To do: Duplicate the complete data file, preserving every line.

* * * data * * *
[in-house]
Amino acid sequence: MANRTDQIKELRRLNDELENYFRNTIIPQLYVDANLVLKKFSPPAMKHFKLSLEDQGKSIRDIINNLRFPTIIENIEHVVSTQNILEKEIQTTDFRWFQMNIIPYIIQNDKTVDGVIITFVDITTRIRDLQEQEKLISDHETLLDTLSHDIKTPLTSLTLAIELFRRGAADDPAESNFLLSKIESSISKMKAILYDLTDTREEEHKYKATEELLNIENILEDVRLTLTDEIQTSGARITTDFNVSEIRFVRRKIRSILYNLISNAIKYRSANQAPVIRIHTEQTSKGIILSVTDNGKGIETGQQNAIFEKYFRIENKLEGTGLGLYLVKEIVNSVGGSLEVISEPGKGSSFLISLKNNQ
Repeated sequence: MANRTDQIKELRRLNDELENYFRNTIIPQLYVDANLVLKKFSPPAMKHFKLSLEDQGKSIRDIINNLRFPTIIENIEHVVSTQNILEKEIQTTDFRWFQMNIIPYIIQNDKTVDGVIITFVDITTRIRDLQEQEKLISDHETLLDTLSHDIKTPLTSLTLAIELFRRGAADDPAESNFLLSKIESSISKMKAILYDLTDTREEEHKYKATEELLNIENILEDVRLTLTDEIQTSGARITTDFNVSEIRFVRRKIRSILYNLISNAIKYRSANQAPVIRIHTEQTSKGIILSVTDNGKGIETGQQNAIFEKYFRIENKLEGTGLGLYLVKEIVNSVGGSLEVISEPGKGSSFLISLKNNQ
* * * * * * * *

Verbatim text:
[in-house]
Amino acid sequence: MANRTDQIKELRRLNDELENYFRNTIIPQLYVDANLVLKKFSPPAMKHFKLSLEDQGKSIRDIINNLRFPTIIENIEHVVSTQNILEKEIQTTDFRWFQMNIIPYIIQNDKTVDGVIITFVDITTRIRDLQEQEKLISDHETLLDTLSHDIKTPLTSLTLAIELFRRGAADDPAESNFLLSKIESSISKMKAILYDLTDTREEEHKYKATEELLNIENILEDVRLTLTDEIQTSGARITTDFNVSEIRFVRRKIRSILYNLISNAIKYRSANQAPVIRIHTEQTSKGIILSVTDNGKGIETGQQNAIFEKYFRIENKLEGTGLGLYLVKEIVNSVGGSLEVISEPGKGSSFLISLKNNQ
Repeated sequence: MANRTDQIKELRRLNDELENYFRNTIIPQLYVDANLVLKKFSPPAMKHFKLSLEDQGKSIRDIINNLRFPTIIENIEHVVSTQNILEKEIQTTDFRWFQMNIIPYIIQNDKTVDGVIITFVDITTRIRDLQEQEKLISDHETLLDTLSHDIKTPLTSLTLAIELFRRGAADDPAESNFLLSKIESSISKMKAILYDLTDTREEEHKYKATEELLNIENILEDVRLTLTDEIQTSGARITTDFNVSEIRFVRRKIRSILYNLISNAIKYRSANQAPVIRIHTEQTSKGIILSVTDNGKGIETGQQNAIFEKYFRIENKLEGTGLGLYLVKEIVNSVGGSLEVISEPGKGSSFLISLKNNQ